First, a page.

Author and Educator
This classic French dish, translated as “pot on the fire,” is actually two dishes in one; it consists of a hearty beef broth as well as the meats and vegetables that are braised in it. Although the ingredients change slightly from home to home and province to province in France, the method remains the same. If you have meat left over, serve it the next day with some crisp home-fried potatoes.
- 2 marrow bones
- 1 onion stuck with 2 cloves
- 1 leek
- 1 carrot
- 1/2 teaspoon dried thyme (or 1 teaspoon fresh)
- 1 sprig parsley with root (if possible)
- 1 whole head of garlic, papery outer skin removed
- Kosher salt to taste
- 2 1/2 pounds brisket
- 3 pounds bottom round roast
- 2 1/2 to 3 pounds short ribs
- 1 onion stuck with 2 cloves
- 8 leeks, trimmed and cleaned
- 4 parsley sprigs
- 3 to 4 sprigs thyme (or 1/2 teaspoon dried)
- Pinch of tarragon, rosemary, and/or summer savory (optional)
- 8 small white onions, peeled
- 8 small turnips, peeled and quartered
- 12 to 14 medium-sized carrots, peeled and quartered
- 1 small Savoy cabbage, washed and cut in sixths
- 8 small new red or white potatoes, scrubbed
- Salt and pepper to taste
Make the broth the day before you plan to serve the pot-au-feu.
To make the broth, place all the ingredients, including the papery outer skin you’ve removed from the head of garlic, into a large stockpot. Add water to cover and bring to a boil. Reduce the heat and cook very slowly for 2 1/2 to 3 hours. Taste for salt, and add what you think it needs. Strain the broth, discarding the bones and vegetables, and chill overnight. Skim off the congealed fat.
To make the pot-au-feu, tie each piece of meat so it will keep its shape during cooking. Place the brisket, roast, and short ribs in a 12-quart stockpot and add the broth and onion. Slice off the green tops of the leeks, tie them in a bundle with the parsley, thyme, and whatever other herbs you choose, and add. (If you are using dried herbs, just add them directly to the broth.)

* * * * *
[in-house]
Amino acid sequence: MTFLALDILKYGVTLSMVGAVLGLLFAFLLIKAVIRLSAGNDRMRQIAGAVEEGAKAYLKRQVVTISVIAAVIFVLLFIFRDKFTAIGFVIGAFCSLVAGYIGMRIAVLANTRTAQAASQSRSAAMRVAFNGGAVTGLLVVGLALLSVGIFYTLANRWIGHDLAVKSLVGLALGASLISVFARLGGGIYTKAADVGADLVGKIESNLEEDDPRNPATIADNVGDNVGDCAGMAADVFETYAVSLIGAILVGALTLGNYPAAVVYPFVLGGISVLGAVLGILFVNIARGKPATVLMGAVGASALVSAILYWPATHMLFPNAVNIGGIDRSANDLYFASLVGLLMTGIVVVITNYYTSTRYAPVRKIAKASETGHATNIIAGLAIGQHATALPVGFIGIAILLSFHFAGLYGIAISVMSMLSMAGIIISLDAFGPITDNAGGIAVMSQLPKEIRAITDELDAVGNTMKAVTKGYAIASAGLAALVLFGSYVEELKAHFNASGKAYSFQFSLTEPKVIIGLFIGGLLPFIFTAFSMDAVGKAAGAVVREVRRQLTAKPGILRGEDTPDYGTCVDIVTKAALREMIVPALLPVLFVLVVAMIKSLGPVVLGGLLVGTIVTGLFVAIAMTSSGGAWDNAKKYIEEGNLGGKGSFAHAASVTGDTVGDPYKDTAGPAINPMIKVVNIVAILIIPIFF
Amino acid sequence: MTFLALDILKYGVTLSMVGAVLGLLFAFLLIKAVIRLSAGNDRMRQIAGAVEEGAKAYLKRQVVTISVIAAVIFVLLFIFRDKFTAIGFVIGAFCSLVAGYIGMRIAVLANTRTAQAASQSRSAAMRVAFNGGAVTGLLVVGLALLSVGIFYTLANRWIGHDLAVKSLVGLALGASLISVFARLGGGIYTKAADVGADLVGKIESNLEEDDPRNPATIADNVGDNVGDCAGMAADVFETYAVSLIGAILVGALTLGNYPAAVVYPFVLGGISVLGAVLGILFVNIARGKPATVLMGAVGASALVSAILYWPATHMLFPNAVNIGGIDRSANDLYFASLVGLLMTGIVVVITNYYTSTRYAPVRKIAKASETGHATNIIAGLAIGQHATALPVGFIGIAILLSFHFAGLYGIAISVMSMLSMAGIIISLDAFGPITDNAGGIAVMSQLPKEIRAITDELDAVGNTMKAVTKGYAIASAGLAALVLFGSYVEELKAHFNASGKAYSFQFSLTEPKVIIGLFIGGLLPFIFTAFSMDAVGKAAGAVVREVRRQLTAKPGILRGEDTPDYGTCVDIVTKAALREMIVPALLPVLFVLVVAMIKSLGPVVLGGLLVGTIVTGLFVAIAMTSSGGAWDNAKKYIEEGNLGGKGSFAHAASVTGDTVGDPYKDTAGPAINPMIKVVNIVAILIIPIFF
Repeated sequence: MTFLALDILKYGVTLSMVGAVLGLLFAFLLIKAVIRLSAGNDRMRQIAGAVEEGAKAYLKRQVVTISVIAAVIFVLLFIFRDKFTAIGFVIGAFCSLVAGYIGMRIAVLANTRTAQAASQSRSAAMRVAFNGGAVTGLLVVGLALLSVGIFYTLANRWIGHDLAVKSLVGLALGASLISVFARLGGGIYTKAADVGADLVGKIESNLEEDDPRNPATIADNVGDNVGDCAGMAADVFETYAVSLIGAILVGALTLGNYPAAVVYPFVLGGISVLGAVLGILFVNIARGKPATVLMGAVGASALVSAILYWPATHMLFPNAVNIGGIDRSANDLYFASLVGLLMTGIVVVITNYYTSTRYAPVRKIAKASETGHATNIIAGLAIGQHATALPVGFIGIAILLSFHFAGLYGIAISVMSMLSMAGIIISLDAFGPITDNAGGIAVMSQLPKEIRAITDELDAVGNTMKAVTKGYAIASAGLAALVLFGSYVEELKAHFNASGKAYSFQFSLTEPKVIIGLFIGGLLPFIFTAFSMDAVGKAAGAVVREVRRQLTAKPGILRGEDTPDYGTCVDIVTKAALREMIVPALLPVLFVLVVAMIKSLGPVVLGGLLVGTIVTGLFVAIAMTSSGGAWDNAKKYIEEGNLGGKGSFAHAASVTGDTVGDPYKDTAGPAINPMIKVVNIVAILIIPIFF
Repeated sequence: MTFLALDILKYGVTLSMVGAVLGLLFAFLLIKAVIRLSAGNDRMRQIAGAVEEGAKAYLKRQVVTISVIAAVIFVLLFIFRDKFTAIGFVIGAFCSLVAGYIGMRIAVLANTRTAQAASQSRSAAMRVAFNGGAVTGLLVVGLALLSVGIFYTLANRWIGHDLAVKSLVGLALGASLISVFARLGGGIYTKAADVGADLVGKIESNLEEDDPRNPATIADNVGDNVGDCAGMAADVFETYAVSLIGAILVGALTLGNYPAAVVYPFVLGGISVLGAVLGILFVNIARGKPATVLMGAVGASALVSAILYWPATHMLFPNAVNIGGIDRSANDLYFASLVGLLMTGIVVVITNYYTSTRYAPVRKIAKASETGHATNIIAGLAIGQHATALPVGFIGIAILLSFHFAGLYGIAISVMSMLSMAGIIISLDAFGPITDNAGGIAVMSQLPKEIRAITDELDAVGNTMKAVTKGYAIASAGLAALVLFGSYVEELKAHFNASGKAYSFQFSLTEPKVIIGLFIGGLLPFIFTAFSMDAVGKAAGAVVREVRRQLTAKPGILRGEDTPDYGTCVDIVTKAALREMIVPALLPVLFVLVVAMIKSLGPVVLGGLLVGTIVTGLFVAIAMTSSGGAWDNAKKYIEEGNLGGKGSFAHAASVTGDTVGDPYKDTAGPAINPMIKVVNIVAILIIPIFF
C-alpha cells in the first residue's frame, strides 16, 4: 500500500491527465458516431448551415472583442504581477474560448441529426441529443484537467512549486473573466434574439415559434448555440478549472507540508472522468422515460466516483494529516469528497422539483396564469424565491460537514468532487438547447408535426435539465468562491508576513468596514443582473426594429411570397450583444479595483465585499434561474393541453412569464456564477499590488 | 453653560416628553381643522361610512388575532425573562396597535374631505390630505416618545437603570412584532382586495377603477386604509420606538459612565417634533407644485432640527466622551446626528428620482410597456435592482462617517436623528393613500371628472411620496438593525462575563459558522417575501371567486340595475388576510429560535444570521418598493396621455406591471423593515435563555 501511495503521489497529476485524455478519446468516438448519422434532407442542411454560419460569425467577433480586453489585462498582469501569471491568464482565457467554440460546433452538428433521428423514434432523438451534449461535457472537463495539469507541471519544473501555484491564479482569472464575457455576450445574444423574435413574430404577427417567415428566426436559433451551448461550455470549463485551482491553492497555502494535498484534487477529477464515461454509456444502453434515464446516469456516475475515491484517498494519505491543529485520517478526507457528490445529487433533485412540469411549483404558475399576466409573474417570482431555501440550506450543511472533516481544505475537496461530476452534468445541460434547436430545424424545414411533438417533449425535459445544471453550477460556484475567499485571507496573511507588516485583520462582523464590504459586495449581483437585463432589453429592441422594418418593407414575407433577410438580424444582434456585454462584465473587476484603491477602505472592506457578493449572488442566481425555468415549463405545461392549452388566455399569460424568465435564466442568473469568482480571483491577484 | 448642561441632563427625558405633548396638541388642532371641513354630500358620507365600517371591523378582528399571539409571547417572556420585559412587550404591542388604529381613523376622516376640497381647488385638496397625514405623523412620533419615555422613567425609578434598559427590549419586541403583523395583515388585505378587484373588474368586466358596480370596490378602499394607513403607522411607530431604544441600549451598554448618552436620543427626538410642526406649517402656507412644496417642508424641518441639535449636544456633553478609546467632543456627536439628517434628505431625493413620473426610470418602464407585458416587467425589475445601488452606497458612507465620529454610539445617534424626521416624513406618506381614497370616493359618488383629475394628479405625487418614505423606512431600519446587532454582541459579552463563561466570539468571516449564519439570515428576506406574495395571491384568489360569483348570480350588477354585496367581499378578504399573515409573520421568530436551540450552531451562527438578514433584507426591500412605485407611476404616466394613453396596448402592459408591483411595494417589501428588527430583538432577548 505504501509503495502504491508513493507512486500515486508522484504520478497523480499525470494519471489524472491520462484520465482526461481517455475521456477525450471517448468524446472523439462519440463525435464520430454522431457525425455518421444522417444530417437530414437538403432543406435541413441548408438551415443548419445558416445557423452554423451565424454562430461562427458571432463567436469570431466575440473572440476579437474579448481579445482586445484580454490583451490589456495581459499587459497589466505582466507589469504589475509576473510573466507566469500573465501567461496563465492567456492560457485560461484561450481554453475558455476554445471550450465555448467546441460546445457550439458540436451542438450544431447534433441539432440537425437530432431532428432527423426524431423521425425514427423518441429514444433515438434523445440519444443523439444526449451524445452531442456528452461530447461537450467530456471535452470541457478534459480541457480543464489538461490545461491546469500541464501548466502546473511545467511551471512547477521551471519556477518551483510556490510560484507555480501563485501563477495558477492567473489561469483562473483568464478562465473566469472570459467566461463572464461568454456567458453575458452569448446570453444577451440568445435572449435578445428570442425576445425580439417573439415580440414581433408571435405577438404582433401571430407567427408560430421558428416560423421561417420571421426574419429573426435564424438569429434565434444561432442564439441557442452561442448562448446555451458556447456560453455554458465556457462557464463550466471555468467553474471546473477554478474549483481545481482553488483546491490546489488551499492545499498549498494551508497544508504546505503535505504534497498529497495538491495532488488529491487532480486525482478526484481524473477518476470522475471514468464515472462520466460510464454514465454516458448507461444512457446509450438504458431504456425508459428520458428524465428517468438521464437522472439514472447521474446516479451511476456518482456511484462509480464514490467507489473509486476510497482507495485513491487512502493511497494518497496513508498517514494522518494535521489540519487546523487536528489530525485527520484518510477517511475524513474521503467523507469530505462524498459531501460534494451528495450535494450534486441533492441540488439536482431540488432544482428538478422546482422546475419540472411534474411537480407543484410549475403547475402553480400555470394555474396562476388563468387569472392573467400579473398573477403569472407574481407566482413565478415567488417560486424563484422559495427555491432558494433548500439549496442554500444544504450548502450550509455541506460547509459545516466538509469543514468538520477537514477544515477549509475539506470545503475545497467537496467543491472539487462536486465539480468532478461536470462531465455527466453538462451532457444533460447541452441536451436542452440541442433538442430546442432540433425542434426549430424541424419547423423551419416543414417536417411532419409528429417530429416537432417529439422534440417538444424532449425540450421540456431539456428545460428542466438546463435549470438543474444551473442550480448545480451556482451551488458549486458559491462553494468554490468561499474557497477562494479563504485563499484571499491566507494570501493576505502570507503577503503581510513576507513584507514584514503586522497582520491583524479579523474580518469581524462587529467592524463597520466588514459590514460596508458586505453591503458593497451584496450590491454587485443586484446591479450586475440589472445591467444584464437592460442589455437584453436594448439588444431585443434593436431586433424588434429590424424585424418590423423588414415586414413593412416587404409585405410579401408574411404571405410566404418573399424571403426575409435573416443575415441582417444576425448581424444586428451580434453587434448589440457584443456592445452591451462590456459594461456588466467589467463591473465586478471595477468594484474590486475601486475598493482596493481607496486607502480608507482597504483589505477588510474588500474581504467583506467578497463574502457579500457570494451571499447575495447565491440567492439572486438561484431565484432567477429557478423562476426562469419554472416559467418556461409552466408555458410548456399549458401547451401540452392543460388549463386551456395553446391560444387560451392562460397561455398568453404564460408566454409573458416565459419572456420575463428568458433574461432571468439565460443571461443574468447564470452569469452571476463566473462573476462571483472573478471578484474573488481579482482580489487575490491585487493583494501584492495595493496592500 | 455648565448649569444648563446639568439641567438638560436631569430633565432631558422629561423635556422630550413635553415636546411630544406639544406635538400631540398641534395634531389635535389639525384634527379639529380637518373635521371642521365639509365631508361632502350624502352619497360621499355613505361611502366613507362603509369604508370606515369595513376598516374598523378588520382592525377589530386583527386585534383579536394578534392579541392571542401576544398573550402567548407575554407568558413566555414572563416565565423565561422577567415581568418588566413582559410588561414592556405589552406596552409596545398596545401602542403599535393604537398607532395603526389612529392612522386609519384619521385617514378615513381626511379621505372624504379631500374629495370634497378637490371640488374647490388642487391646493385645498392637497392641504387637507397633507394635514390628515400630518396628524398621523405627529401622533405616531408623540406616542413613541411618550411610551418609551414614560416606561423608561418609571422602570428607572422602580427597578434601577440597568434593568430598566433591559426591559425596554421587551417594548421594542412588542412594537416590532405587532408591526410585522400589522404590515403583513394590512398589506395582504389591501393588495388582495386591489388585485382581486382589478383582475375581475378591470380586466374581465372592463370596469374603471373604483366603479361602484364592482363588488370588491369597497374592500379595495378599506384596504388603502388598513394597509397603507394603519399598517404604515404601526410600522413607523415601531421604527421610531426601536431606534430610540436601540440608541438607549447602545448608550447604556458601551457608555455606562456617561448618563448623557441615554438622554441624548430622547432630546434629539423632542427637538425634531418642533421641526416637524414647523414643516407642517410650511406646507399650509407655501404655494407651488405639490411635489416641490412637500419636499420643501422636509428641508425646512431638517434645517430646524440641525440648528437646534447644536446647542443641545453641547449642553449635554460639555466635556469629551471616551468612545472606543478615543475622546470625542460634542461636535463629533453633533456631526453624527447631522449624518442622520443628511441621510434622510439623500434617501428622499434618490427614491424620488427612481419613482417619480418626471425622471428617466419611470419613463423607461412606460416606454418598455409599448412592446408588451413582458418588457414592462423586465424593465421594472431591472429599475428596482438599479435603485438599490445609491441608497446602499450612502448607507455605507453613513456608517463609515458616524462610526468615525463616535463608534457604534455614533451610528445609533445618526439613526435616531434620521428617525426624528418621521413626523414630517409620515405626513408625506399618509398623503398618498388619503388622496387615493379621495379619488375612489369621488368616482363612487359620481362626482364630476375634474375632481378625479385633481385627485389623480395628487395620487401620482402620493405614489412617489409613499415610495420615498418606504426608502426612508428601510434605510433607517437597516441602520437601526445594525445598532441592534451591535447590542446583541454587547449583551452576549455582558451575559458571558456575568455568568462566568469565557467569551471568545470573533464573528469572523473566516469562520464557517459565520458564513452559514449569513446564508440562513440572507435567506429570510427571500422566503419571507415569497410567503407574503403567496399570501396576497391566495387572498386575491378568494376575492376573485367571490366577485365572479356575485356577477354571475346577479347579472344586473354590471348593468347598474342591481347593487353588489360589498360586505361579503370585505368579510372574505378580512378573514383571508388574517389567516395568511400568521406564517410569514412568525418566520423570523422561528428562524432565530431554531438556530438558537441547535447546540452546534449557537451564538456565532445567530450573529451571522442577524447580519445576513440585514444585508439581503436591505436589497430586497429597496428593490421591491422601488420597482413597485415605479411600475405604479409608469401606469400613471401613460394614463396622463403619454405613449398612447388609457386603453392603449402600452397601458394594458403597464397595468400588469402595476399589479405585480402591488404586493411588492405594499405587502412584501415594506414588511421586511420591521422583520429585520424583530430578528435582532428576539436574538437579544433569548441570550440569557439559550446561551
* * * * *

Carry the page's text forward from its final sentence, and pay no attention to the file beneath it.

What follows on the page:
Bring the meat and broth to a boil, then skim off the scum and any little bits of fat that rise to the surface. Cover, reduce the heat, and simmer for about 2 hours.
Add the bottom parts of the leeks and cook for 15 minutes, then add the onions, turnips, and carrots, skimming the surface every time you add anything to the pot. In a separate saucepan, boil the potatoes in their jackets until soft. Drain and set aside.
When the vegetables are almost tender, in about 1/2 hour, test the meats by piercing them with a fork. They should break apart easily. If they are done, remove and keep warm. Add the cabbage to the pot and cook for 5 or 10 minutes more, until all the vegetables are tender. When they are completely cooked, but not mushy, remove them from the pot and place them on your serving platter. Season the broth with salt and freshly ground black pepper and skim off as much fat as possible.
Pour a good part of the broth into serving bowls along with thick slices of toasted French bread as your first course. a hunk of Parmesan cheese and a grater so everyone can grate cheese directly into his or her broth, a zesty addition. Reserve some of the remaining hot broth to serve with the meat.
Slice the meats and arrange them on a platter with the vegetables. Serve each person a cut of each kind of beef, some vegetables, and a potato. Ladle the hot broth over the meat and offer some spicy accompaniments, such as good mustard, coarse sea salt, grated fresh horseradish, and cornichons.
8 to 10 servings